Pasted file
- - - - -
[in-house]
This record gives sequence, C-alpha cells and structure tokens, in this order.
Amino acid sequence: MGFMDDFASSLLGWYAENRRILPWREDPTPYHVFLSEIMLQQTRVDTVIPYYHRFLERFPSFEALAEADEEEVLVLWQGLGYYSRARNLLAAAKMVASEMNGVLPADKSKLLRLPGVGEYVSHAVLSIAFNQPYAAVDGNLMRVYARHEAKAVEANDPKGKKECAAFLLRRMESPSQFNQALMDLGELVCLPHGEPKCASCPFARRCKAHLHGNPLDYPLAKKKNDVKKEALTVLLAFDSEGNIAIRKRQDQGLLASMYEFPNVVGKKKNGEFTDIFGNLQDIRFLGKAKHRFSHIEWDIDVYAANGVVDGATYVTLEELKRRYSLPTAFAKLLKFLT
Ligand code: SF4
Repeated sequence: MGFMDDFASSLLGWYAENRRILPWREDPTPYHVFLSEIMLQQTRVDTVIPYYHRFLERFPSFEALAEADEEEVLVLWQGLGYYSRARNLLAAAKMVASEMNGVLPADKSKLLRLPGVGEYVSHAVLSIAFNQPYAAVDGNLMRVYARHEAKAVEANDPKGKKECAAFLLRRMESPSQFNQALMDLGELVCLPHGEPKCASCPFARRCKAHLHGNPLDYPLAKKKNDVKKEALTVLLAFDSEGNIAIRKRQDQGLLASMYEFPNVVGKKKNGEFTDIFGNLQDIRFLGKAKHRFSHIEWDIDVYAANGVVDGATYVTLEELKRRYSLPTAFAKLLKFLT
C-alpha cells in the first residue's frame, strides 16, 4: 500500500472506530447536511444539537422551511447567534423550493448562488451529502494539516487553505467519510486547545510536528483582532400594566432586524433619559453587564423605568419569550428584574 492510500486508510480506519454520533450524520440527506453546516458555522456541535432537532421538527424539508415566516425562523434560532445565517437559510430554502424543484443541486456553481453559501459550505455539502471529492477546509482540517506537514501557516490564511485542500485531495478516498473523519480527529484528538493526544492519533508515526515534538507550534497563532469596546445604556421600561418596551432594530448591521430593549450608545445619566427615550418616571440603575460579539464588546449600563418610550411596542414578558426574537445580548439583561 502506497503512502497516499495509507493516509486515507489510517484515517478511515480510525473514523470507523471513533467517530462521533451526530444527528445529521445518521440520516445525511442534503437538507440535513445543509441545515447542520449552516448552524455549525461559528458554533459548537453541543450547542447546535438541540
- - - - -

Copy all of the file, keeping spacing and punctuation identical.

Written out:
[in-house]
This record gives sequence, C-alpha cells and structure tokens, in this order.
Amino acid sequence: MGFMDDFASSLLGWYAENRRILPWREDPTPYHVFLSEIMLQQTRVDTVIPYYHRFLERFPSFEALAEADEEEVLVLWQGLGYYSRARNLLAAAKMVASEMNGVLPADKSKLLRLPGVGEYVSHAVLSIAFNQPYAAVDGNLMRVYARHEAKAVEANDPKGKKECAAFLLRRMESPSQFNQALMDLGELVCLPHGEPKCASCPFARRCKAHLHGNPLDYPLAKKKNDVKKEALTVLLAFDSEGNIAIRKRQDQGLLASMYEFPNVVGKKKNGEFTDIFGNLQDIRFLGKAKHRFSHIEWDIDVYAANGVVDGATYVTLEELKRRYSLPTAFAKLLKFLT
Ligand code: SF4
Repeated sequence: MGFMDDFASSLLGWYAENRRILPWREDPTPYHVFLSEIMLQQTRVDTVIPYYHRFLERFPSFEALAEADEEEVLVLWQGLGYYSRARNLLAAAKMVASEMNGVLPADKSKLLRLPGVGEYVSHAVLSIAFNQPYAAVDGNLMRVYARHEAKAVEANDPKGKKECAAFLLRRMESPSQFNQALMDLGELVCLPHGEPKCASCPFARRCKAHLHGNPLDYPLAKKKNDVKKEALTVLLAFDSEGNIAIRKRQDQGLLASMYEFPNVVGKKKNGEFTDIFGNLQDIRFLGKAKHRFSHIEWDIDVYAANGVVDGATYVTLEELKRRYSLPTAFAKLLKFLT
C-alpha cells in the first residue's frame, strides 16, 4: 500500500472506530447536511444539537422551511447567534423550493448562488451529502494539516487553505467519510486547545510536528483582532400594566432586524433619559453587564423605568419569550428584574 492510500486508510480506519454520533450524520440527506453546516458555522456541535432537532421538527424539508415566516425562523434560532445565517437559510430554502424543484443541486456553481453559501459550505455539502471529492477546509482540517506537514501557516490564511485542500485531495478516498473523519480527529484528538493526544492519533508515526515534538507550534497563532469596546445604556421600561418596551432594530448591521430593549450608545445619566427615550418616571440603575460579539464588546449600563418610550411596542414578558426574537445580548439583561 502506497503512502497516499495509507493516509486515507489510517484515517478511515480510525473514523470507523471513533467517530462521533451526530444527528445529521445518521440520516445525511442534503437538507440535513445543509441545515447542520449552516448552524455549525461559528458554533459548537453541543450547542447546535438541540